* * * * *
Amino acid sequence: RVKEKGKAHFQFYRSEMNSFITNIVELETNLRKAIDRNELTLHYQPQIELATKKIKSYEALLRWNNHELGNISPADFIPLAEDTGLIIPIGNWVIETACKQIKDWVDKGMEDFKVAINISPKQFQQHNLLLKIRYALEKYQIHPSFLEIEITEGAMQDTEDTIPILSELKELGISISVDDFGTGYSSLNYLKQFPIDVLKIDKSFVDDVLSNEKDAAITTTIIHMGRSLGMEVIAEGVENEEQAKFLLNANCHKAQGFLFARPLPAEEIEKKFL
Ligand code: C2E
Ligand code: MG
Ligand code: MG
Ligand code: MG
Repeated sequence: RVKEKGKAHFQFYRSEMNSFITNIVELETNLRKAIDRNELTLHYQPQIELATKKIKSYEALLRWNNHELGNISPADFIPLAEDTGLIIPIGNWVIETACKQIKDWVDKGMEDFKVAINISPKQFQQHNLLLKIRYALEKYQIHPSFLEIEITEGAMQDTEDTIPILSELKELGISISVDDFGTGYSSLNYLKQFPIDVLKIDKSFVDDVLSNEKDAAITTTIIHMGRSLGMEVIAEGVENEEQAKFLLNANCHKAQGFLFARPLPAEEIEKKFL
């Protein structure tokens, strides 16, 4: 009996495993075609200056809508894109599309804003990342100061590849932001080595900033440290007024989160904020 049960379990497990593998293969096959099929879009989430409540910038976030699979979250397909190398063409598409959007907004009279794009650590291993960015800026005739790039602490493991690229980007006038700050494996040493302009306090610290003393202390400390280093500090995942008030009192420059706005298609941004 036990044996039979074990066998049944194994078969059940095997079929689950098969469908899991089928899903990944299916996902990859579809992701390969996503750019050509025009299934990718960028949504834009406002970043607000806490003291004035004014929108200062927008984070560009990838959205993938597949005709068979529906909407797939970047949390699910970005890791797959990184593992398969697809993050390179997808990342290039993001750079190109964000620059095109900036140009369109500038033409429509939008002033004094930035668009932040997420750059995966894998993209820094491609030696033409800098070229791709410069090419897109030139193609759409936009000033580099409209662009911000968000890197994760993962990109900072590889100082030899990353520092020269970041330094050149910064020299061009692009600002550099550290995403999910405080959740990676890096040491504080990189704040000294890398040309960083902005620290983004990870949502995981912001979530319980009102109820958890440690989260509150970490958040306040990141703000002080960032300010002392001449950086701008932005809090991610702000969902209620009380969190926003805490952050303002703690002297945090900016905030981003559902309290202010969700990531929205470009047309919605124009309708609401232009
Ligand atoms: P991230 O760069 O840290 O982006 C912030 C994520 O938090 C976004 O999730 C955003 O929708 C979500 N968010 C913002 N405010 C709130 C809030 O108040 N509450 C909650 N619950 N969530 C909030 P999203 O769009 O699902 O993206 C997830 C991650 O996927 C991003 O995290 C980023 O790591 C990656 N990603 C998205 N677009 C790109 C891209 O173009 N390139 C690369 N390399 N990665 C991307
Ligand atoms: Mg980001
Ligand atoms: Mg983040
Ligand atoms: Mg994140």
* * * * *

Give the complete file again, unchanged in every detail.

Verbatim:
Amino acid sequence: RVKEKGKAHFQFYRSEMNSFITNIVELETNLRKAIDRNELTLHYQPQIELATKKIKSYEALLRWNNHELGNISPADFIPLAEDTGLIIPIGNWVIETACKQIKDWVDKGMEDFKVAINISPKQFQQHNLLLKIRYALEKYQIHPSFLEIEITEGAMQDTEDTIPILSELKELGISISVDDFGTGYSSLNYLKQFPIDVLKIDKSFVDDVLSNEKDAAITTTIIHMGRSLGMEVIAEGVENEEQAKFLLNANCHKAQGFLFARPLPAEEIEKKFL
Ligand code: C2E
Ligand code: MG
Ligand code: MG
Ligand code: MG
Repeated sequence: RVKEKGKAHFQFYRSEMNSFITNIVELETNLRKAIDRNELTLHYQPQIELATKKIKSYEALLRWNNHELGNISPADFIPLAEDTGLIIPIGNWVIETACKQIKDWVDKGMEDFKVAINISPKQFQQHNLLLKIRYALEKYQIHPSFLEIEITEGAMQDTEDTIPILSELKELGISISVDDFGTGYSSLNYLKQFPIDVLKIDKSFVDDVLSNEKDAAITTTIIHMGRSLGMEVIAEGVENEEQAKFLLNANCHKAQGFLFARPLPAEEIEKKFL
């Protein structure tokens, strides 16, 4: 009996495993075609200056809508894109599309804003990342100061590849932001080595900033440290007024989160904020 049960379990497990593998293969096959099929879009989430409540910038976030699979979250397909190398063409598409959007907004009279794009650590291993960015800026005739790039602490493991690229980007006038700050494996040493302009306090610290003393202390400390280093500090995942008030009192420059706005298609941004 036990044996039979074990066998049944194994078969059940095997079929689950098969469908899991089928899903990944299916996902990859579809992701390969996503750019050509025009299934990718960028949504834009406002970043607000806490003291004035004014929108200062927008984070560009990838959205993938597949005709068979529906909407797939970047949390699910970005890791797959990184593992398969697809993050390179997808990342290039993001750079190109964000620059095109900036140009369109500038033409429509939008002033004094930035668009932040997420750059995966894998993209820094491609030696033409800098070229791709410069090419897109030139193609759409936009000033580099409209662009911000968000890197994760993962990109900072590889100082030899990353520092020269970041330094050149910064020299061009692009600002550099550290995403999910405080959740990676890096040491504080990189704040000294890398040309960083902005620290983004990870949502995981912001979530319980009102109820958890440690989260509150970490958040306040990141703000002080960032300010002392001449950086701008932005809090991610702000969902209620009380969190926003805490952050303002703690002297945090900016905030981003559902309290202010969700990531929205470009047309919605124009309708609401232009
Ligand atoms: P991230 O760069 O840290 O982006 C912030 C994520 O938090 C976004 O999730 C955003 O929708 C979500 N968010 C913002 N405010 C709130 C809030 O108040 N509450 C909650 N619950 N969530 C909030 P999203 O769009 O699902 O993206 C997830 C991650 O996927 C991003 O995290 C980023 O790591 C990656 N990603 C998205 N677009 C790109 C891209 O173009 N390139 C690369 N390399 N990665 C991307
Ligand atoms: Mg980001
Ligand atoms: Mg983040
Ligand atoms: Mg994140």